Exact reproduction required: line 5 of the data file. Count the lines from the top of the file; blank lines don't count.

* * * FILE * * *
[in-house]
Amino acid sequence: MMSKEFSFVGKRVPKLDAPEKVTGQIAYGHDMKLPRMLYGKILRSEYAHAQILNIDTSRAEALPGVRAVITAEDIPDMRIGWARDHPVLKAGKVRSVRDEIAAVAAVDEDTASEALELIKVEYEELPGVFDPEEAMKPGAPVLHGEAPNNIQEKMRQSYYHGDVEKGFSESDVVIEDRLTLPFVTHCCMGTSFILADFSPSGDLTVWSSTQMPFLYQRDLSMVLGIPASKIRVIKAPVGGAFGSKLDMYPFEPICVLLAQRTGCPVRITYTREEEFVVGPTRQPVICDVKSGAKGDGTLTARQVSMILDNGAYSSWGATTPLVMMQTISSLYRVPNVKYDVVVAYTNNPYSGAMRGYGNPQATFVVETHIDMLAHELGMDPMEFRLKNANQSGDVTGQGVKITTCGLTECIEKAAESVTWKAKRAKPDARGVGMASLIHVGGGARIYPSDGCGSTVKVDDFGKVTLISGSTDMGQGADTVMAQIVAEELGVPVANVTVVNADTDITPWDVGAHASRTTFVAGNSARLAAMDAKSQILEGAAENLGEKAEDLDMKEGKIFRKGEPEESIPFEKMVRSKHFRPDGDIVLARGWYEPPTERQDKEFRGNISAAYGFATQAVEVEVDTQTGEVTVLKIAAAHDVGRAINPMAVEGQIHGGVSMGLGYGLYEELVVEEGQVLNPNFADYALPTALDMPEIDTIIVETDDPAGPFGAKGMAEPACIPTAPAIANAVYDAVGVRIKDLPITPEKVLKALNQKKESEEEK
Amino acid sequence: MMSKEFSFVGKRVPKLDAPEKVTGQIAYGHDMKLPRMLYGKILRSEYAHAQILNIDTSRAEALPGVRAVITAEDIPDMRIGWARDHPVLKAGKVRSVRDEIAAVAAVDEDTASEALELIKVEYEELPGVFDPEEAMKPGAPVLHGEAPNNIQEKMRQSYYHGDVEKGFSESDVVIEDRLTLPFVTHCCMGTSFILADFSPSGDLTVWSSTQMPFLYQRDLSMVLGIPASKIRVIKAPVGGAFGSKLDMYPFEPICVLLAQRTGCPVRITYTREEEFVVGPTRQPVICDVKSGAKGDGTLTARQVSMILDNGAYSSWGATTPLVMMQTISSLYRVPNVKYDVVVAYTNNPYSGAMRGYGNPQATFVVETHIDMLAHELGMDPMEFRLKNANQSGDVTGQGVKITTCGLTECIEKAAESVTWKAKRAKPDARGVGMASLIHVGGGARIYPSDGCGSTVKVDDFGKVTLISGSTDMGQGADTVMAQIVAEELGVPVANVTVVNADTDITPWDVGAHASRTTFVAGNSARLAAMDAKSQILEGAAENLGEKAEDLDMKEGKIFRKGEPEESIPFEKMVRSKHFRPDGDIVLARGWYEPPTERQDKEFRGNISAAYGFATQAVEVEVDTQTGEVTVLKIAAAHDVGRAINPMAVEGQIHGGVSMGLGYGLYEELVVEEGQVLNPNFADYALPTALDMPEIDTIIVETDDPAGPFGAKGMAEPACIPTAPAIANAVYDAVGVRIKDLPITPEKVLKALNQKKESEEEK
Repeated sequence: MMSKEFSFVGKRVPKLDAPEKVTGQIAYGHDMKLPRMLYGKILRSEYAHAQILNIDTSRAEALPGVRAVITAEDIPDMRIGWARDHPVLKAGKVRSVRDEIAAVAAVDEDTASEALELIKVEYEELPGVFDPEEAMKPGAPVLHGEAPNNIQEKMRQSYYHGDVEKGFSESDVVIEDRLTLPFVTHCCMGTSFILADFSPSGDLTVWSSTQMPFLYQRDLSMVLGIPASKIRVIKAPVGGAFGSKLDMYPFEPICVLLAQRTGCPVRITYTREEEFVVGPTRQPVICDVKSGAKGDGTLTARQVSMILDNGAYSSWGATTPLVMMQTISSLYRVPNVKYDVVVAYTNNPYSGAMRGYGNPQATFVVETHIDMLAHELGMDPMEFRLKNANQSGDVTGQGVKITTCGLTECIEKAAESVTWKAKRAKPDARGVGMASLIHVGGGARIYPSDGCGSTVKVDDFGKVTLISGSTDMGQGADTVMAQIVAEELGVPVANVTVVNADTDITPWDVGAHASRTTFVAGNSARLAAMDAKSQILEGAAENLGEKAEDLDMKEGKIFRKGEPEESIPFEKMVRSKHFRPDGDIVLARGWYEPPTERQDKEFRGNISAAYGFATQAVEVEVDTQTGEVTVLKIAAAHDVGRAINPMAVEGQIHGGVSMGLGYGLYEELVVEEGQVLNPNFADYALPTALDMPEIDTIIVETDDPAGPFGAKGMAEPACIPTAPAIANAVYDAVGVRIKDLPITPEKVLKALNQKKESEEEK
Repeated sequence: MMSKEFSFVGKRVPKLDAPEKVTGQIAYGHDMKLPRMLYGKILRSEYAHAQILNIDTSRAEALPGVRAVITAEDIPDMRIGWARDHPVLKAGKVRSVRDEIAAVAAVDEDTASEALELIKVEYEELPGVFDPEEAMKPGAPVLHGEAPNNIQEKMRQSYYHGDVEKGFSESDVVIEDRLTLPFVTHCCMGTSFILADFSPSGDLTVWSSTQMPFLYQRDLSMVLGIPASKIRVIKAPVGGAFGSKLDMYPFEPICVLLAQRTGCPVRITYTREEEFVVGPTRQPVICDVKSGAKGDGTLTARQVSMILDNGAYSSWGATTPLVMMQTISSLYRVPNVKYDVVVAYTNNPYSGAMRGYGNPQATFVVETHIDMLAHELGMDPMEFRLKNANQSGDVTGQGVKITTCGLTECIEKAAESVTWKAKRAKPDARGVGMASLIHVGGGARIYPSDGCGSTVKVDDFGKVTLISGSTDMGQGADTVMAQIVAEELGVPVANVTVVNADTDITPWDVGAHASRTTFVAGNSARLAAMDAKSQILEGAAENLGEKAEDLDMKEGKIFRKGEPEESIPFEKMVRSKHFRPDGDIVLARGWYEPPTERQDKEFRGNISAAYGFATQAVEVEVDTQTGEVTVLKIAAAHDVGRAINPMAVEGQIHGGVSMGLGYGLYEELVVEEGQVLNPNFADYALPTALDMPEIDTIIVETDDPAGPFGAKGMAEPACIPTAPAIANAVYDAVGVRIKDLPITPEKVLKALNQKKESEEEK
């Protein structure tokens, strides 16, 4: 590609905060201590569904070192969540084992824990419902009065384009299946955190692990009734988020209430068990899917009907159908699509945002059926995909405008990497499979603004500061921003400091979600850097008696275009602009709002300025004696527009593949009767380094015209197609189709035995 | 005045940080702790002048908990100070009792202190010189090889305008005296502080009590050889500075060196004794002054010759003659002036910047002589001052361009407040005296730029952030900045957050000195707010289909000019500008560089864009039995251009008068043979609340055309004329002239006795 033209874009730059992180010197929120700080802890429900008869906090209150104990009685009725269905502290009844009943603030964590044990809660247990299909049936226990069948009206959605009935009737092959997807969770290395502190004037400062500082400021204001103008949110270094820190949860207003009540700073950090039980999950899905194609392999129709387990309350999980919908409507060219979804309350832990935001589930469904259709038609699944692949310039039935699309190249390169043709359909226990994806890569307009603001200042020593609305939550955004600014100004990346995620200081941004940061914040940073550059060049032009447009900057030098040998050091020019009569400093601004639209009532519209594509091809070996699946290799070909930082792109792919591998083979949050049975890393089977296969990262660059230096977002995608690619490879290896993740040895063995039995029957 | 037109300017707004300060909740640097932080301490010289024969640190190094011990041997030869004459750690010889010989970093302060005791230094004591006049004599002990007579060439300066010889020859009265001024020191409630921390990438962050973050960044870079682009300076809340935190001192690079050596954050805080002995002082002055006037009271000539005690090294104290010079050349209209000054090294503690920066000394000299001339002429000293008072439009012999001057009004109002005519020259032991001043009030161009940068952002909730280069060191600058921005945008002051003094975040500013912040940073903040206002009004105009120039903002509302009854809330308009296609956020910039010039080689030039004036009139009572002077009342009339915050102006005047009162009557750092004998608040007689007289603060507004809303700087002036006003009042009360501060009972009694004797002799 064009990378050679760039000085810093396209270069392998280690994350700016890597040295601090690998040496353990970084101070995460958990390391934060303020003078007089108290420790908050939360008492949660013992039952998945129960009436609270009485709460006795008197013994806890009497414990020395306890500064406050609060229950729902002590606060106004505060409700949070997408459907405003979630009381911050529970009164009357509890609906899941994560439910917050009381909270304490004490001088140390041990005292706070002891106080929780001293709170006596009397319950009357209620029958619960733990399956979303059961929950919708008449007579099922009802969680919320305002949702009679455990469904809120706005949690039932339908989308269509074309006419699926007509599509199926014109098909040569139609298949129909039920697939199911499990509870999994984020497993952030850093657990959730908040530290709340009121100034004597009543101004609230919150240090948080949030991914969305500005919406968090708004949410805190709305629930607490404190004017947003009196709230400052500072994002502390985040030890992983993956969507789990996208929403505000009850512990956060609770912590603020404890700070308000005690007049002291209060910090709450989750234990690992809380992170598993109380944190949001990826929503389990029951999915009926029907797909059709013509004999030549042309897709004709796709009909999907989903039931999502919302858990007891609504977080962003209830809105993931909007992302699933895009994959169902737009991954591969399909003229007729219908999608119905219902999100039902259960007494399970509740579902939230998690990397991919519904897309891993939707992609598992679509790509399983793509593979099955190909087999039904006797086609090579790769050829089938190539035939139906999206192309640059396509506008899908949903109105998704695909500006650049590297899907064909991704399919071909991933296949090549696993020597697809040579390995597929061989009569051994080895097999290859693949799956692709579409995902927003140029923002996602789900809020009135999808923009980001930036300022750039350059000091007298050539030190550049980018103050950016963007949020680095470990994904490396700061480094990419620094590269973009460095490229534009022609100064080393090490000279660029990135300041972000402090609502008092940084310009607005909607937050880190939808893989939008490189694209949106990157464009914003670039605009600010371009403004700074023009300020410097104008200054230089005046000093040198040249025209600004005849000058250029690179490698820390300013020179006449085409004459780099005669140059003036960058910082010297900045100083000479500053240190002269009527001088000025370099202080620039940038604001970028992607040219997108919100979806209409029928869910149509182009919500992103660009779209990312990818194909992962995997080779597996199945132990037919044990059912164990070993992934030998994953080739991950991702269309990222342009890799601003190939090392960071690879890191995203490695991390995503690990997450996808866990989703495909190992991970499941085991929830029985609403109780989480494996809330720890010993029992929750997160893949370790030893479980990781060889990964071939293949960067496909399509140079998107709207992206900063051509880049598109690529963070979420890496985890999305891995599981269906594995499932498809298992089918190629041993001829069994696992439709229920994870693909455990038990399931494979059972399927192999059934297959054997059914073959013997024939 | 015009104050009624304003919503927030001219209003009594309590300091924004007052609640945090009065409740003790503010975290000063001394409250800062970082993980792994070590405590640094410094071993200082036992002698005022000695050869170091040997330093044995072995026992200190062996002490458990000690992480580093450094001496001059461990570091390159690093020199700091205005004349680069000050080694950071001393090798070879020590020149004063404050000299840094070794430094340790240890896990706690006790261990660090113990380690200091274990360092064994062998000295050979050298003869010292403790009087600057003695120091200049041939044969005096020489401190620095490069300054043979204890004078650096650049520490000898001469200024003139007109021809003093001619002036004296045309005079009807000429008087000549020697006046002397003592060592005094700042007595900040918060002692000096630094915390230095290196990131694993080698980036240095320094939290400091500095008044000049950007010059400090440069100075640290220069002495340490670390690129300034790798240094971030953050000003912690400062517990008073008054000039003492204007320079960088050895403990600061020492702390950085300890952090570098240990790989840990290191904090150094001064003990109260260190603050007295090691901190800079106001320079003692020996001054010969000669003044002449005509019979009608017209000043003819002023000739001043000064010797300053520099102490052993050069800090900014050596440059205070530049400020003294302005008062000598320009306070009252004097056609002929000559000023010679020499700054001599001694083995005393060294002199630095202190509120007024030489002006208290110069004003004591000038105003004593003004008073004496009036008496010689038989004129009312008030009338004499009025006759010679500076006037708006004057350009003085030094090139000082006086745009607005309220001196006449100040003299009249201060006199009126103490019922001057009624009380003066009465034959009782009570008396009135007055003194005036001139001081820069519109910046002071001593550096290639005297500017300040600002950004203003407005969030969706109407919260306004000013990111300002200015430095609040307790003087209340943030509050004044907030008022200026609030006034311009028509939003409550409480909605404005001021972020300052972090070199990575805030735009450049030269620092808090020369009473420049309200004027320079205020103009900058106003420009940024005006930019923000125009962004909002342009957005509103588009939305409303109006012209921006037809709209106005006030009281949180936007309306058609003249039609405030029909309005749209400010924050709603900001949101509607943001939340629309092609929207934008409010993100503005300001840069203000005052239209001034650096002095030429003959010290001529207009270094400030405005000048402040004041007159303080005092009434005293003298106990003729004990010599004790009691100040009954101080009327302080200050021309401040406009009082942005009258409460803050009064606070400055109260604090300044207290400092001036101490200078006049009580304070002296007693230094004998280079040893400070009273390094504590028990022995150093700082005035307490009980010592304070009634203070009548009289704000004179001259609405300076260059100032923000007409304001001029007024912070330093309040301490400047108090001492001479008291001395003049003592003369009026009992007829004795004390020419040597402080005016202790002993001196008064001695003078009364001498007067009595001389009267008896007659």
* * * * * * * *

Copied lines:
Repeated sequence: MMSKEFSFVGKRVPKLDAPEKVTGQIAYGHDMKLPRMLYGKILRSEYAHAQILNIDTSRAEALPGVRAVITAEDIPDMRIGWARDHPVLKAGKVRSVRDEIAAVAAVDEDTASEALELIKVEYEELPGVFDPEEAMKPGAPVLHGEAPNNIQEKMRQSYYHGDVEKGFSESDVVIEDRLTLPFVTHCCMGTSFILADFSPSGDLTVWSSTQMPFLYQRDLSMVLGIPASKIRVIKAPVGGAFGSKLDMYPFEPICVLLAQRTGCPVRITYTREEEFVVGPTRQPVICDVKSGAKGDGTLTARQVSMILDNGAYSSWGATTPLVMMQTISSLYRVPNVKYDVVVAYTNNPYSGAMRGYGNPQATFVVETHIDMLAHELGMDPMEFRLKNANQSGDVTGQGVKITTCGLTECIEKAAESVTWKAKRAKPDARGVGMASLIHVGGGARIYPSDGCGSTVKVDDFGKVTLISGSTDMGQGADTVMAQIVAEELGVPVANVTVVNADTDITPWDVGAHASRTTFVAGNSARLAAMDAKSQILEGAAENLGEKAEDLDMKEGKIFRKGEPEESIPFEKMVRSKHFRPDGDIVLARGWYEPPTERQDKEFRGNISAAYGFATQAVEVEVDTQTGEVTVLKIAAAHDVGRAINPMAVEGQIHGGVSMGLGYGLYEELVVEEGQVLNPNFADYALPTALDMPEIDTIIVETDDPAGPFGAKGMAEPACIPTAPAIANAVYDAVGVRIKDLPITPEKVLKALNQKKESEEEK